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The Tally Ho

Tuesday, March 01, 2005

About time

The Supreme Court ruled Tuesday that the Constitution forbids the execution of killers who were under 18 when they committed their crimes, ending a practice used in 19 states.

The 5-4 decision throws out the death sentences of about 70 juvenile murderers and bars states from seeking to execute minors for future crimes.

The executions, the court said, were unconstitutionally cruel.

It was the second major defeat at the high court in three years for supporters of the death penalty. Justices in 2002 banned the execution of the mentally retarded, also citing the Constitution's Eighth Amendment ban on cruel and unusual punishments.

The court had already outlawed executions for those who were 15 and younger when they committed their crimes.

Tuesday's ruling prevents states from making 16- and 17-year-olds eligible for execution.

Justice Anthony Kennedy, writing for the majority, noted that most states don't allow the execution of juvenile killers and those that do use the penalty infrequently. The trend, he noted, was to abolish the practice.

"Our society views juveniles ... as categorically less culpable than the average criminal," Kennedy wrote.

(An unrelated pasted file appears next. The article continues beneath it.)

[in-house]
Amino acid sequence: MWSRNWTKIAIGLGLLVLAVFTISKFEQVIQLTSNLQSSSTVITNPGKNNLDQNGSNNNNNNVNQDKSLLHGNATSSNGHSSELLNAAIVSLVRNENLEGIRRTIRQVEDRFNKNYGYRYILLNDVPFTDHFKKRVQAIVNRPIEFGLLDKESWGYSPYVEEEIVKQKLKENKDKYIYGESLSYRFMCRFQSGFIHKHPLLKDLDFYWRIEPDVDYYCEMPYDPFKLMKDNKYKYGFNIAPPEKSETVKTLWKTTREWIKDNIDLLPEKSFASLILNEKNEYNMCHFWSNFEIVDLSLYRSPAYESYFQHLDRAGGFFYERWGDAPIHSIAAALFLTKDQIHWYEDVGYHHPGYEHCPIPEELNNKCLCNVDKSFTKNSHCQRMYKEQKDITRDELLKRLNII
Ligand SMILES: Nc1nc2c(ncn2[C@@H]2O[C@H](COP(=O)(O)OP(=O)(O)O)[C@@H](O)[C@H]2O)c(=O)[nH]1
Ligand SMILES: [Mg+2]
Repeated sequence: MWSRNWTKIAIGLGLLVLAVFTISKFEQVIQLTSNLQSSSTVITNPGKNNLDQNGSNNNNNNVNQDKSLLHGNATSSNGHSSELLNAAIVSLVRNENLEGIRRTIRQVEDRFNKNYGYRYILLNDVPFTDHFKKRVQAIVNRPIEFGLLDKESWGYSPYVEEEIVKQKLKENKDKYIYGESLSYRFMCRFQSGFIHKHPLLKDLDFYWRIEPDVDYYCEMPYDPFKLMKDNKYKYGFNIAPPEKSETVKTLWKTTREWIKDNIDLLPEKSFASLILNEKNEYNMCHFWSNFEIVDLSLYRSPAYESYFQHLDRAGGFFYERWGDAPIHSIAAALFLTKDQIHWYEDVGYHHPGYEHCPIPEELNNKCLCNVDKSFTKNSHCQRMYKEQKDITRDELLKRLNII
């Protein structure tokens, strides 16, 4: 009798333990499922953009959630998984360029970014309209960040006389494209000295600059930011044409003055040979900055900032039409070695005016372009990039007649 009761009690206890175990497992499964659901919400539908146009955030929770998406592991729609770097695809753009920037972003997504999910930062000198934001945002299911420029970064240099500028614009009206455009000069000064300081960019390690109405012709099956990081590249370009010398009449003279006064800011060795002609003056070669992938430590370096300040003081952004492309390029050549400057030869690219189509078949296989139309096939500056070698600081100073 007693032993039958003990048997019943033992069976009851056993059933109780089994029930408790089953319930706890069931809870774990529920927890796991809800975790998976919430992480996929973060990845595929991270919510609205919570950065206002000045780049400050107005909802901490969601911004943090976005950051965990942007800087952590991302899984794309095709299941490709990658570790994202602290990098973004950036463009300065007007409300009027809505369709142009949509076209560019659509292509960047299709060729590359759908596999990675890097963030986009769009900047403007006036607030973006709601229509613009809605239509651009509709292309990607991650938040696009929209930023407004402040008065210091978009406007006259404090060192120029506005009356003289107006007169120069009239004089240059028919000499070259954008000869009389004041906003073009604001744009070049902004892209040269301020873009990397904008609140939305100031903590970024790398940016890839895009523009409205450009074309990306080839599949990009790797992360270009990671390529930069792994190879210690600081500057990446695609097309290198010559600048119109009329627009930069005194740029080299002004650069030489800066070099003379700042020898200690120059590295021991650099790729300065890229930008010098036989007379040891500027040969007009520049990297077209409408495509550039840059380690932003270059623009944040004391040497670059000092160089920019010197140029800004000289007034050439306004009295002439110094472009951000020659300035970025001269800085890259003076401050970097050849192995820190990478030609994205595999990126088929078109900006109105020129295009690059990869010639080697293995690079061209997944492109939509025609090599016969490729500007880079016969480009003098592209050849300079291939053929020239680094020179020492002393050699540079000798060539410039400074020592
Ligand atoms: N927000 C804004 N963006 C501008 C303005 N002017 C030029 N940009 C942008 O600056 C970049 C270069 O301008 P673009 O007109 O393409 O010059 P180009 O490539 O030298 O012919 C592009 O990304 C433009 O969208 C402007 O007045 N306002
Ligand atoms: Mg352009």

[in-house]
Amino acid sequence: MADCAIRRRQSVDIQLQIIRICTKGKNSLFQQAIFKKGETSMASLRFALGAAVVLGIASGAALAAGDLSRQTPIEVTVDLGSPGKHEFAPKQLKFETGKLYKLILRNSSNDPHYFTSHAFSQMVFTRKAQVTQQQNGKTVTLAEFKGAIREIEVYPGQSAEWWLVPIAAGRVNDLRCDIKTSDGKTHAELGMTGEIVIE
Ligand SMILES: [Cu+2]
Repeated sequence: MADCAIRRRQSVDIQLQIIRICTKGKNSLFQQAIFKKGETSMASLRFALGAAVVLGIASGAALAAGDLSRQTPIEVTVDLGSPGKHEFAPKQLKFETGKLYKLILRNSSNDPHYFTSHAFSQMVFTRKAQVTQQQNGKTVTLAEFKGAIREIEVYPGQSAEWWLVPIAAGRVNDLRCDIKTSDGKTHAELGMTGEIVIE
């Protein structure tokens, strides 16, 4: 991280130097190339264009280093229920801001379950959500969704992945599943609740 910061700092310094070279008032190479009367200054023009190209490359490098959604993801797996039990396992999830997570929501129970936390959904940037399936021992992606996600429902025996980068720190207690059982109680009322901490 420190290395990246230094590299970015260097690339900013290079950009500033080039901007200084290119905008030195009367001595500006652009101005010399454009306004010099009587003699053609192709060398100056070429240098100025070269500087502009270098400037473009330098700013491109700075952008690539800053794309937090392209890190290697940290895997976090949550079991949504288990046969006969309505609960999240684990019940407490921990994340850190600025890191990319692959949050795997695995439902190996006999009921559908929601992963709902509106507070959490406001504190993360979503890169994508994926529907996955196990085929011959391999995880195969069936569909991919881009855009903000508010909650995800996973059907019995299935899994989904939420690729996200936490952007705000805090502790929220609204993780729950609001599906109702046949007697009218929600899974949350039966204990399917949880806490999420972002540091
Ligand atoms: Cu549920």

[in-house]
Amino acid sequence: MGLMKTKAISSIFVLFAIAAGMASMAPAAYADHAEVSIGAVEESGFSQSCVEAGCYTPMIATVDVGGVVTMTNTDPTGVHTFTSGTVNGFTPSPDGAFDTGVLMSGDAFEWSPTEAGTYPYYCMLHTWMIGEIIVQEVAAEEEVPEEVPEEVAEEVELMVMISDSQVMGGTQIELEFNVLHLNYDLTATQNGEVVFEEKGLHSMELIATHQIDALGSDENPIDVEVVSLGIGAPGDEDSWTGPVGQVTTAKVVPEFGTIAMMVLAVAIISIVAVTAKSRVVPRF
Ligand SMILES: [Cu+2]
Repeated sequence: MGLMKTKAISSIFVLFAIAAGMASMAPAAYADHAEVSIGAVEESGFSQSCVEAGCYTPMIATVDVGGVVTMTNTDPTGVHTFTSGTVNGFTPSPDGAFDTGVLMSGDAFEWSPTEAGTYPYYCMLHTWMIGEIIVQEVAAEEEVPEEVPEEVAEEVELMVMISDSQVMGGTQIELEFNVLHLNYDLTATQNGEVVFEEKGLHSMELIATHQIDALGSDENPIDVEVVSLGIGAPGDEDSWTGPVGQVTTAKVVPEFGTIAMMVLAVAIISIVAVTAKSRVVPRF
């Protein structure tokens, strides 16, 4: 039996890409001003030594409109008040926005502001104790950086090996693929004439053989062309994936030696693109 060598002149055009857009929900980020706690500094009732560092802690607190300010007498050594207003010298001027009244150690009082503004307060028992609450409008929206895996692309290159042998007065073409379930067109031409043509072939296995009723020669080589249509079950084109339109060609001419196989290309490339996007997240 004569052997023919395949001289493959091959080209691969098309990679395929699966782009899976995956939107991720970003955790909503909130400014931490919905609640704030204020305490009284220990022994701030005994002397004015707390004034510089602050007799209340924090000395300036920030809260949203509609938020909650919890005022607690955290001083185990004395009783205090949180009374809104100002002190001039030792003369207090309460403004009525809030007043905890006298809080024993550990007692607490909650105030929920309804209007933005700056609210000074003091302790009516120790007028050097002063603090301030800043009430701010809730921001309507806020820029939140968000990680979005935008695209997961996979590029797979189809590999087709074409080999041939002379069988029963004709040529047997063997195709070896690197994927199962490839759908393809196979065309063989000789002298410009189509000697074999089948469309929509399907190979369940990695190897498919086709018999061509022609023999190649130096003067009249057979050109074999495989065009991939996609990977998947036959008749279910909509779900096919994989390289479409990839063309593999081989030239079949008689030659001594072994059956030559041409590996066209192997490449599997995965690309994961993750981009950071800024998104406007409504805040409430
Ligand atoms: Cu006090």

The above from the AP found in the NYT, Supreme Court Bars Death Penalty for Juvenile Killers. Justice O'Connor joined the Rehnquist/Scalia's, err Thomas, cabal.
In a dissent, Scalia decried the decision, arguing that there has been no clear trend of declining juvenile executions to justify a growing consensus against the practice.

"The court says in so many words that what our people's laws say about the issue does not, in the last analysis, matter: 'In the end our own judgment will be brought to bear on the question of the acceptability of the death penalty,' he wrote in a 24-page dissent.

"The court thus proclaims itself sole arbiter of our nation's moral standards," Scalia wrote.

I was real happy after hearing this - this feeling was followed with the hopes that Justice Stevens can holdout until 2008.

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